Colombian Agriculture Concerned about FTA18 April 2012
ANALYSIS – May 15, 2012 has been the date set for the start of the Colombia – US Free Trade Agreement (CFTA). While the US agribusiness sector is very pleased, the Colombian sector is less so, writes Chris Wright, Senior Editor of ThePigSite.
Getting right to heart of the matter and based upon a report from the US Congressional Research Service prepared in December 2011, upon entry into force the CFTA will eliminate most tariffs immediately and phase out the remaining tariffs over periods of up to 19 years.
Tariffs on agricultural products will be phased out over a period of time, ranging from three to 19 years. Colombia will eliminate quotas and over-quota tariffs in 12 years for corn and other feed grains, 15 years for dairy products, 18 years for chicken leg quarters, and 19 years for rice.
Colombia currently applies some tariff protection on all agricultural products. The CFTA will provide duty-free access on 77 per cent of all agricultural tariff lines, accounting for 52 per cent of current US exports to Colombia, upon implementation. Colombia will eliminate most other tariffs on agricultural products within 15 years.
US farm exports to Colombia that will receive immediate duty-free treatment include high-quality beef, cotton, wheat, soybeans, soybean meal, apples, pears, peaches, cherries, and many processed food products including frozen french fries, and cookies.
US farm products that will receive improved market access include pork, beef, corn, poultry, rice, fruits and vegetables, processed products, and dairy products.
The agreement will also provide duty-free tariff rate quotas on standard beef, chicken leg quarters, dairy products, corn, sorghum, animal feeds, rice, and soybean oil.
The United States is Colombia’s leading trade partner, accounting for 38 per cent of Colombian exports in 2011. Colombia, meanwhile, accounts for a very small percentage of US trade (0.9 per cent in 2010), ranking 20th among US export markets and 25th as a source of US imports.
The US average tariff on Colombian goods is 3 per cent, while Colombia’s average tariff on US goods is 12.5 per cent. In 2010, about 90 per cent of US imports from Colombia came into the country duty free under trade preference programmes or through normal trade relations.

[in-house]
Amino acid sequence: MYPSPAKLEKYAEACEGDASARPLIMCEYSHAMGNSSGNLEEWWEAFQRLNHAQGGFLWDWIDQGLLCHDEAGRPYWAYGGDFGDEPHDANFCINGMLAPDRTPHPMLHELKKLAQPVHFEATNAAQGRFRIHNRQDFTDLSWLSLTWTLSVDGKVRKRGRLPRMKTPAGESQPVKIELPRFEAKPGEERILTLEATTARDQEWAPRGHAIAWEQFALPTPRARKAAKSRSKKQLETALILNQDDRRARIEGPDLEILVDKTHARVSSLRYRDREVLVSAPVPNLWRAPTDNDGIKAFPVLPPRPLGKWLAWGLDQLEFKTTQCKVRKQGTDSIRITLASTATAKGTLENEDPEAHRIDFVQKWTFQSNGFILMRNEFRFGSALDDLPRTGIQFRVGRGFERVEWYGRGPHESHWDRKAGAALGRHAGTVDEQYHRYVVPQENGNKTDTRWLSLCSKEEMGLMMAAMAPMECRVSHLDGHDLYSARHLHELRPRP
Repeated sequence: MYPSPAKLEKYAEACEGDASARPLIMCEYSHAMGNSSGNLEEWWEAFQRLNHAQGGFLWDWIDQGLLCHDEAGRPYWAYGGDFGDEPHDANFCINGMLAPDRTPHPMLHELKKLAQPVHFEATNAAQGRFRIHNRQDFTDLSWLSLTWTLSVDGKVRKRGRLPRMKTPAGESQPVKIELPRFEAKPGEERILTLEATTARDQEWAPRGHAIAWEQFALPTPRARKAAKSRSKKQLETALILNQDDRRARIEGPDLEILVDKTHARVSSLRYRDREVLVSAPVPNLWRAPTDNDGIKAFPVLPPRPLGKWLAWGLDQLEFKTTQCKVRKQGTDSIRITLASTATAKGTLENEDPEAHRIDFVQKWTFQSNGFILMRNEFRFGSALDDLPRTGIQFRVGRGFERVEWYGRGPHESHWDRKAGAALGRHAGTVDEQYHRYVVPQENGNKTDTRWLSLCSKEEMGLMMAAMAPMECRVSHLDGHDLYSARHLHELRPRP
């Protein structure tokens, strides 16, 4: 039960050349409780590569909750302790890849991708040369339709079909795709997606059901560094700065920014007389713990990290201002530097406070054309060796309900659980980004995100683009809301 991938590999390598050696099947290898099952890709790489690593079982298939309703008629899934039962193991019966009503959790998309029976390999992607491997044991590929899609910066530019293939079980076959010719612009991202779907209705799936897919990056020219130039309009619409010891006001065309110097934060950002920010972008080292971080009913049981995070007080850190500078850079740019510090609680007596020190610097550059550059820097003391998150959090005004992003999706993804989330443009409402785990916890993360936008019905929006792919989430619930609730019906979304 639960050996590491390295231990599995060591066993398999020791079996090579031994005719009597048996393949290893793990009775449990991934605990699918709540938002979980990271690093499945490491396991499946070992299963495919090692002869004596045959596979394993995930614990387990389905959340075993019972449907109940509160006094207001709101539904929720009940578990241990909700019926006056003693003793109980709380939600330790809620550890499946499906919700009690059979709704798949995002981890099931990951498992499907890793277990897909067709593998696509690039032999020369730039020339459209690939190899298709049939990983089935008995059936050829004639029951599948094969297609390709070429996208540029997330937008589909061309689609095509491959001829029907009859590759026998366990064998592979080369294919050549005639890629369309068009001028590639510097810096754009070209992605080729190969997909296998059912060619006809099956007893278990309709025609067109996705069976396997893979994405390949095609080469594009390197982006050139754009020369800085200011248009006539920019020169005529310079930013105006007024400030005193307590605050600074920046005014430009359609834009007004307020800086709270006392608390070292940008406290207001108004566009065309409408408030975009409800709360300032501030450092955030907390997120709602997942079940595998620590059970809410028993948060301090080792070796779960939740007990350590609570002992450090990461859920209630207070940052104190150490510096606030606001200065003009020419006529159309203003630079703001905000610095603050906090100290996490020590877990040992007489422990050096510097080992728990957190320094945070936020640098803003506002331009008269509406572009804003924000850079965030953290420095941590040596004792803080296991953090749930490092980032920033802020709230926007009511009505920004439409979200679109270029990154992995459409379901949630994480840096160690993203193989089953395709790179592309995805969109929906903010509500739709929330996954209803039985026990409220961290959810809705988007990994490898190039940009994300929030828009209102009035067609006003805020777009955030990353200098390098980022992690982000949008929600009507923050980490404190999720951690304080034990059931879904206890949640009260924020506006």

Colombia had been seeking lenient agriculture provisions in the agreement. The United States agreed to give more sensitive sectors longer phase-out periods to allow Colombia more time to adjust to trade liberalization. Sectors receiving the longest phase-out periods include poultry and rice.
While the US agricultural sector is very pleased with the agreement since it opens some market areas immediately and others within the next two decades, the Colombians are more wary. The Colombian agribusiness sector has expressed its concerns throughout the treaty process, and is now more vocal since the date has been set.
It’s simply a matter of the large volumes of goods the US produces, versus those of Colombia, which is a much smaller country. While Colombia is the fourth largest broiler producer and the third largest egg producer in Latin America, those sectors are dwarfed in comparison to those in the US.
The biggest concern is the ability of US leg quarter exports to overwhelm the Colombian market. This is why the tariffs on those products will last 18 years, the second longest of all the agricultural products.
This treaty is a two edged sword for Colombia. The animal husbandry sector wants access to cheap corn and soybeans to feed their animals, since they import large quantities of these products from the US. Meanwhile, Colombian corn producers want to be protected, so the Tariff Rate Quota (TRQ) on yellow corn will last for 12 years. Therefore, corn will not necessarily be cheaper for Colombian poultry industry because of the treaty, at least not at first.
The other concern of the poultry industry is the serious infrastructure problems in the country, particularly the bad state of its roadways. This has been a concern for over the last couple years, when bad winter flooding destroyed many roads, which remain in disrepair.
The poultry industry has called for all the agribusiness sectors in the country to join in rehabilitating their infrastructure, since they feel that this will be vital in making them competitive, particularly in the face of CFTA.